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Chapter 13

Ratio analysis
Purpose of ratio analysis
Absolute figures are of little value. They only provide
insights if they can be compared with other relevant
amounts in ratios, for example,
• Sales as a percentage of gross profits.

Profit as a percentage of sales.


• Is the profit level satisfactory?
Need ‘standards’ for comparison.
Comparisons
(i) Compare with earlier years.
(ii) Compare it with the company's plan.
(iii) Compare with those of other companies in
the same industry.
(iv) Compare with industrial average.
Accounting policies
Ensure that the company has used consistent
accounting policies over time, especially:
• inventory (stock) valuation.
• non-current (fixed) asset revaluation.
• depreciation.
Inflation
No explicit attempt to take into account the effect
of inflation:
• Sales last year £100m, this year £105m.
• Company claims growth rate 5%.
• Is adjustment needed?
– Inflation, say, 2%, then real growth 3%.
– Costs, for example, average earnings rising 5%
per annum.
Systematic analysis
Investor ratios: An aid to judging a company as a
stock market investment.
Management performance: An aid to judging
how well the company is being run by
management.
Liquidity: Aids judgement of the adequacy of
company's cash and near cash resources.
Gearing: (called ‘Leverage’ in American texts)
Measure of the company's financial risk.
Peter Television example
Income statement
Year 2 Year 1
£m £m £m £m
Sales (revenue) 720 600
Cost of sales 432 348
Gross profit 288 252
Distribution costs (72) (54)
Administrative expenses (87) (81)
(159) (135)
Operating profit 129 117
Interest payable (24) (24)
Profit before tax 105 93
Taxation 42 37
Profit for the period 63 56
Statement of financial position
Year 2 Year 1
£m £m £m £m
Land and buildings 600 615
Plant and equipment 555 503
1,155 1,118
Inventory (stock) 115 82
Trade receivables (debtors) 89 61
Prepayments 10 9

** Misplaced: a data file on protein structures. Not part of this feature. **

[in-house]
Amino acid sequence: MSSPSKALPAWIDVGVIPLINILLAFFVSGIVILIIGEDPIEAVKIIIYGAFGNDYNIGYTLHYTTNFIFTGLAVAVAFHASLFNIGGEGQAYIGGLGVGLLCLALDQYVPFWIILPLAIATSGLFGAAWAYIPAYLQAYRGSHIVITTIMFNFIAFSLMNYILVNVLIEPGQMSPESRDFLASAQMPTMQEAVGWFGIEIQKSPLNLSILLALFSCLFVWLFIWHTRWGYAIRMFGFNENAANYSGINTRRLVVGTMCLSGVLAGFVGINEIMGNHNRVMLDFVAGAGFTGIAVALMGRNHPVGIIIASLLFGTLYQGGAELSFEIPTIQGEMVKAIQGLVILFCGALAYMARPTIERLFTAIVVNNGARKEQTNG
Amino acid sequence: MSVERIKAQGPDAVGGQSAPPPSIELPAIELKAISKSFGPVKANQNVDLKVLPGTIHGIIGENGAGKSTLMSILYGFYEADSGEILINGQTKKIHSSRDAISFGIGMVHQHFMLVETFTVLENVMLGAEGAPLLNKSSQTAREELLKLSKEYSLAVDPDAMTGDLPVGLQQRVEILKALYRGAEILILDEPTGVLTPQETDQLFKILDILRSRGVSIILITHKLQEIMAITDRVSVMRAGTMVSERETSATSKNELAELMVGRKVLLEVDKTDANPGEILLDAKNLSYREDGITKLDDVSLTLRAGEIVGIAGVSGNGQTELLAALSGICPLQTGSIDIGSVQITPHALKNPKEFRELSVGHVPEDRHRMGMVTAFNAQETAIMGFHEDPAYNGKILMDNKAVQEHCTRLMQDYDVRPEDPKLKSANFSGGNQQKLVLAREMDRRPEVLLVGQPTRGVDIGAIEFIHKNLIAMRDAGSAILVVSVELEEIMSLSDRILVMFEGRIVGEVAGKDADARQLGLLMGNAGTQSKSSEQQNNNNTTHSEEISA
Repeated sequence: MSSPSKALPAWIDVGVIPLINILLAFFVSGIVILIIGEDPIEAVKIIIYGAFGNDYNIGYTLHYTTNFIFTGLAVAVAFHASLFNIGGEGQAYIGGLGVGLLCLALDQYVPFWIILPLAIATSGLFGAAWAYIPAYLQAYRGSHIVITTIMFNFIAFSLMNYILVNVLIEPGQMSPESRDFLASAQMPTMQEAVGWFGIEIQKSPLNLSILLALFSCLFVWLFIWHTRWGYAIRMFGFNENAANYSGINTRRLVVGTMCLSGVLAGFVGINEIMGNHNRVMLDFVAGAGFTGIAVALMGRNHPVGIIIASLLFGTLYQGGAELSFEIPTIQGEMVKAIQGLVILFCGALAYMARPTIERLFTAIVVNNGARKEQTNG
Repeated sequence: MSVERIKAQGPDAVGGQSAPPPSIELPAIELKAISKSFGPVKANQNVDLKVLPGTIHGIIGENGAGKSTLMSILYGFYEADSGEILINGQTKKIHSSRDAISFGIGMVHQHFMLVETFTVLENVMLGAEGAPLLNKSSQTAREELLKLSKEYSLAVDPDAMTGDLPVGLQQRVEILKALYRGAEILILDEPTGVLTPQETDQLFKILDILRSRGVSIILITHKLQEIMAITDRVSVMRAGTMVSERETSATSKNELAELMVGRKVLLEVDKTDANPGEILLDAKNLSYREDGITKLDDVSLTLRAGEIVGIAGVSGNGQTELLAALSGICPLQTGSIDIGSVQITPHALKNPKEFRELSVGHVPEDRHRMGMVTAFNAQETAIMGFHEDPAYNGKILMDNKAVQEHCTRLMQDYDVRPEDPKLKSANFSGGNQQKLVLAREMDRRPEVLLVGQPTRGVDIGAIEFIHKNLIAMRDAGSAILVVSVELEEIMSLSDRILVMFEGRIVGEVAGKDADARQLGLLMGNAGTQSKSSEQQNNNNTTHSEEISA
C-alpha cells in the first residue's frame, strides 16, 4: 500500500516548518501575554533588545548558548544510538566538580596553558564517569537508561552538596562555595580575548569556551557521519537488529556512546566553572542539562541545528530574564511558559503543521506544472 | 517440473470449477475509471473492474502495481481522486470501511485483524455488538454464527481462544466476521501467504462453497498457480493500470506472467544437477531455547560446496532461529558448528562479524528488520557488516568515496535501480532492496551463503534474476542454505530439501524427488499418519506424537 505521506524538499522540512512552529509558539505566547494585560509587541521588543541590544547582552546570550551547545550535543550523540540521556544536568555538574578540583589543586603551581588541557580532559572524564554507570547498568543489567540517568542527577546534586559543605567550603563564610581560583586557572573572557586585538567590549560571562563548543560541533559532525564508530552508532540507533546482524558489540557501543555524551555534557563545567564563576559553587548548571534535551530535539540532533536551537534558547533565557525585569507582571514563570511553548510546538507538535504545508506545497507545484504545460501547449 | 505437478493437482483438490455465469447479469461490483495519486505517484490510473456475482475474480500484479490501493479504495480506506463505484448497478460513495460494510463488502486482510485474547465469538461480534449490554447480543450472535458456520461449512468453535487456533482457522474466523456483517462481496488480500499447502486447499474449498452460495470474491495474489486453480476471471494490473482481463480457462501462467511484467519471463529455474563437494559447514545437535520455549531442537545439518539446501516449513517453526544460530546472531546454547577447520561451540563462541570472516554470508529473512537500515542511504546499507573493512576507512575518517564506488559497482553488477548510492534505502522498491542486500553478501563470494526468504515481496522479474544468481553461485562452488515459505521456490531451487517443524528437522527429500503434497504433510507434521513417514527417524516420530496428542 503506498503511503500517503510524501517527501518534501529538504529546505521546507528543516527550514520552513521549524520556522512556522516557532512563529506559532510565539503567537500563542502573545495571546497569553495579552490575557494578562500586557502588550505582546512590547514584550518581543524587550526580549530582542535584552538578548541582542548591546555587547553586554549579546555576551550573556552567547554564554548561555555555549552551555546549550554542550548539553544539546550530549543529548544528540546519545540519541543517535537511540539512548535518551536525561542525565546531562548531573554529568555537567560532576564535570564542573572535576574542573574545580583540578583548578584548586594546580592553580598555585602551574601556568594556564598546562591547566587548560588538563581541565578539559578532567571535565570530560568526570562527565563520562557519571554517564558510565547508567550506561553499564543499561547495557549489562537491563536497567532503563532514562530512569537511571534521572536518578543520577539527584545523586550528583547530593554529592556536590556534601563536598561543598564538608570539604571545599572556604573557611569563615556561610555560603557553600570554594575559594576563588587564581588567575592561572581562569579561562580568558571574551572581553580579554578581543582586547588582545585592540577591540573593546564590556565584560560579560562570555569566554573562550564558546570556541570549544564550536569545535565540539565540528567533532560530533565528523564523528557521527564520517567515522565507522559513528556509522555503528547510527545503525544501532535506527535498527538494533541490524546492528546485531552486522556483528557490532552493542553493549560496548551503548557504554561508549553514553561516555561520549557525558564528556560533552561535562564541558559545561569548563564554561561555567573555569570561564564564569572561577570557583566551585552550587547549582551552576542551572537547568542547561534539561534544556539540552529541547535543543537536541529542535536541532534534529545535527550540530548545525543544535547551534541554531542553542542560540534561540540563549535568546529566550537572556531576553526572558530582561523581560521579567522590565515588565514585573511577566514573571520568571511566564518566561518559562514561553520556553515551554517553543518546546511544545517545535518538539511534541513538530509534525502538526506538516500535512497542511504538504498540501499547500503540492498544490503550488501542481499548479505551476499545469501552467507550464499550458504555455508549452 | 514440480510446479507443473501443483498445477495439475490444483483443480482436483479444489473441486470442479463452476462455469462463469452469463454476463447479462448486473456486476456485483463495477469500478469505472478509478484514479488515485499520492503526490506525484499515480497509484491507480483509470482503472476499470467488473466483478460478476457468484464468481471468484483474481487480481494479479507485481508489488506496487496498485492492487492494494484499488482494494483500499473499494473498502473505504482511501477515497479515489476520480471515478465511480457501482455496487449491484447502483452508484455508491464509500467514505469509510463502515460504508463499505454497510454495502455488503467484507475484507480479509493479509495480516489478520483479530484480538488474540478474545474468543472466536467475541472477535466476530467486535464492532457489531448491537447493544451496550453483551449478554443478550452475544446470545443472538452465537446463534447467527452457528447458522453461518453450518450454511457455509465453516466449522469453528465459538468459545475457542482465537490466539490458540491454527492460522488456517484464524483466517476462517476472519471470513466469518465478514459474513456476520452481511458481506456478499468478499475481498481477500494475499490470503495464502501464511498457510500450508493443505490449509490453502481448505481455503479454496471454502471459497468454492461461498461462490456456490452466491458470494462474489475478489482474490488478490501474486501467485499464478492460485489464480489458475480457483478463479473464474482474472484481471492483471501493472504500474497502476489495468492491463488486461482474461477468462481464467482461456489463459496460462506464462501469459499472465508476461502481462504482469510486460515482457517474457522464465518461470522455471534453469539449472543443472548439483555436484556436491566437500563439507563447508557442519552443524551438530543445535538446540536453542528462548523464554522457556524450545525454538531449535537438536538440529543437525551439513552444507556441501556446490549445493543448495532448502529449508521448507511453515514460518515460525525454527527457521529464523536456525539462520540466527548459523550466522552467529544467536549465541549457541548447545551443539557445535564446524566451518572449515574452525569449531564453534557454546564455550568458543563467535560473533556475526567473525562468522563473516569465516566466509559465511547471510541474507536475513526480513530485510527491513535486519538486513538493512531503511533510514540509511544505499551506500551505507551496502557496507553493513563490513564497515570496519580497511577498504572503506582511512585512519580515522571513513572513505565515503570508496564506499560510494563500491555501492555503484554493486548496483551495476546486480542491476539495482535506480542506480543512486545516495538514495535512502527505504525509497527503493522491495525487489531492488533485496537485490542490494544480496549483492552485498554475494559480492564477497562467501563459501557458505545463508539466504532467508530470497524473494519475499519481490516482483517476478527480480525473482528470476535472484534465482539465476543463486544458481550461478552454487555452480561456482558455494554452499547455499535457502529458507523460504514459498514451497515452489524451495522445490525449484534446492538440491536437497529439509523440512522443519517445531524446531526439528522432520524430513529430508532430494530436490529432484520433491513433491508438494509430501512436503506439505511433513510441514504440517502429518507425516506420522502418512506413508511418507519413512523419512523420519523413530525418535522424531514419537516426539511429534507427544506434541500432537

Bank 6 46
220 198
Statement of financial position (Continued)

Year 2 Year 1
£m £m £m £m
Trade payables (creditors) (45) (30)
Taxation (21) (19)
Accruals (29) (25)
(95) (74)
Net current assets 125 124
1,280 1,242
6% debentures (400) (400)
880 842
Ordinary shares of £1 500 500
Retained profits 380 342
880 842
Statement of changes in equity

£m
Share capital and reserves end yr 1 842
Less dividend paid (25)
Add profit year 2 63
Share capital and reserves end yr 2 880

Directors’ report
Directors propose a dividend of 6.0 pence per share.
Share prices
Share price used in ratio analysis is the value soon
after the profits of the company have been
announced to the market.
The announcement is by press release called the
Preliminary Announcement. For a 31 December year
end the press release might be in the following
March.
Market price at 1 March Year 2 202 pence
Use to evaluate Year 1 figures
Market price at 1 March Year 3 277 pence
Use to evaluate Year 2 figures
Investor ratios
Earnings per share
profit after tax for ordinary shareholders
number of ordinary shareholders

Earnings per share 63


= 12.6 pence
500

Most often quoted measure of company performance


and progress
Measure percentage increase from year to year
Price earnings ratio
share price
earnings per share
Price earnings ratio 277 pence = 22 times
12.6 pence
• Compares the amount invested by the shareholder in the
company with the earnings per share. Number of years
current profit represented by share price.
• Reflects market's confidence in future prospects of the
company.
• Compare with average P/E for the industry, given daily in the
Financial Times.
• Commonly used as a basis for investment decisions.
Dividend per share
Dividend payable to ordinary shareholders
Number of issued shares

Dividend per share 30 = 6 pence per share


500
• Dividend is the most immediate reward for share
ownership.
• Dividend per share is the cash amount paid by
the company.
• Most companies attempt to maintain a
consistently increasing trend.
• Reduction in dividend per share is often only
Dividend cover (payout ratio)

earnings per share


dividend per share

Dividend cover 12.6 p = 2.1 times


6.0 p
• Number of times dividend can be paid out of
current earnings.
• The higher the dividend cover, the ‘safer’ the
dividend.
Dividend yield
Dividend per share x 100%
Share price
Dividend yield 6.0 x 100% = 2.17%
277
• Compares dividend per share with the amount invested by
the shareholder.